As the Red River valley is low-lying and tropical, paddy rice yields two harvests annually. Silk, hemp, bamboo shoots and bananas complement the local economy, and coffee and cocoa have also been planted there recently. The valley is also rich in trees, yielding a variety of timber, which is good for construction, such as pines and China firs. The remote, heavily-forested mountain and river areas provide a habitat for tigers, leopards, bears, musk deer, foxes, golden pheasants and others. Medicinal herbs are abundant in the woods, and the area is also rich in mineral resources, such as coal, iron, zinc, antimony, copper, petroleum, asbestos and mercury. |

According to the Chinese government: In the early years of the People's Republic, few Bouyei took part in management. By 1981, however, there were 8,220 Bouyei administrators, accounting for 65 per cent of the total minority managerial staff in the area. Before 1949, Bouyei agriculture was backward, especially in remote mountain areas, where slash-and-burn farming methods still dominated. Since liberation, tremendous changes have taken place. By 1982, grain output totaled 720,000 tons, nearly twice as much as the 1949 figure, and 12,880 water conservancy projects had been built. These stored 200 million cubic meters of water, and brought 6,600 hectares of land under irrigation — a six-fold increase over the 1949 area. Before 1949, there was virtually no industry in the Bouyei region. Since then, however, many industries have been developed, including iron and steel, coal, machine building, chemicals, electronic products, building materials and plastics. [Source: |]

“In 1949, the total length of roads came to only 296 kilometers in what is now Qiannan Prefecture. By 1981, 6,100 kilometers of new roads had been built. And three main railway lines (Guizhou-Guangxi, Yunnan-Guizhou and Hunan-Guizhou) run through Bouyei areas in Qiannan, Anshun and Guiyang. In addition, air services now link Guiyang with Beijing, Shanghai and other big Chinese cities. Education and medical care have also improved greatly since 1949. By 1981, the numbers of secondary and primary schools had already risen to 150 and 3,789 respectively, compared with hardly any in 1949. Teacher training schools and colleges teaching modern farming methods have also been established. In the past, medical facilities in the area were very poor. Epidemic diseases, such as smallpox, cholera and dysentery were rampant, with malaria alone affecting 58 per cent of the local population. After 1949, the government supplied financial aid, equipment and large numbers of medical workers to help the Bouyei improve health care. Now, besides major hospitals at prefectural level, every county has its own hospital, epidemic prevention station and maternal health center, and every district has a clinic.” |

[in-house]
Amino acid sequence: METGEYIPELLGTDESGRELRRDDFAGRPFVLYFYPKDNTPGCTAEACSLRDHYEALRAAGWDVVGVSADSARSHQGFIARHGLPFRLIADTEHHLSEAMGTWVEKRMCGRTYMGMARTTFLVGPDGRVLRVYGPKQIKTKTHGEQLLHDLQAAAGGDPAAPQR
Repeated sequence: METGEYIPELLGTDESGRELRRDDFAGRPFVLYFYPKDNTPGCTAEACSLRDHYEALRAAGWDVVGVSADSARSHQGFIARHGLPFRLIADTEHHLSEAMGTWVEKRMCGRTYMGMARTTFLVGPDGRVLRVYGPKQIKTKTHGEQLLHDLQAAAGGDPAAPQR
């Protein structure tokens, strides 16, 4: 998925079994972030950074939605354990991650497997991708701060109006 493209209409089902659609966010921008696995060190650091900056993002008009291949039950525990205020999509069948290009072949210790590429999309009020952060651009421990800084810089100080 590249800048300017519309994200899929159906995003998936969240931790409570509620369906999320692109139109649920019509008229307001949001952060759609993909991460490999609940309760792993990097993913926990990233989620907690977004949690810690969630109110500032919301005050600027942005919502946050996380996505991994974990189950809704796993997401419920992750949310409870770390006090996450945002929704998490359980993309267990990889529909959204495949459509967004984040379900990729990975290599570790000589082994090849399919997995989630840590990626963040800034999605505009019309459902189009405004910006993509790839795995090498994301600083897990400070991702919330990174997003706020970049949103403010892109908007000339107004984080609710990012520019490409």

Image Sources: Wikimedia Commons, Nolls China website

Text Sources: 1) “Encyclopedia of World Cultures: Russia and Eurasia/ China”, edited by Paul Friedrich and Norma Diamond (C.K. Hall & Company; 2) Liu Jun, Museum of Nationalities, Central University for Nationalities, Science of China, China virtual museums, Computer Network Information Center of Chinese Academy of Sciences, ~; 3) Ethnic China *\; 4) ; 5), the Chinese government news site | New York Times, Lonely Planet Guides, Library of Congress, Chinese government, National Geographic, Smithsonian magazine, Wikipedia, BBC and various books, websites and other publications.

Last updated October 2022

This site contains copyrighted material the use of which has not always been authorized by the copyright owner. Such material is made available in an effort to advance understanding of country or topic discussed in the article. This constitutes 'fair use' of any such copyrighted material as provided for in section 107 of the US Copyright Law. In accordance with Title 17 U.S.C. Section 107, the material on this site is distributed without profit. If you wish to use copyrighted material from this site for purposes of your own that go beyond 'fair use', you must obtain permission from the copyright owner. If you are the copyright owner and would like this content removed from, please contact me.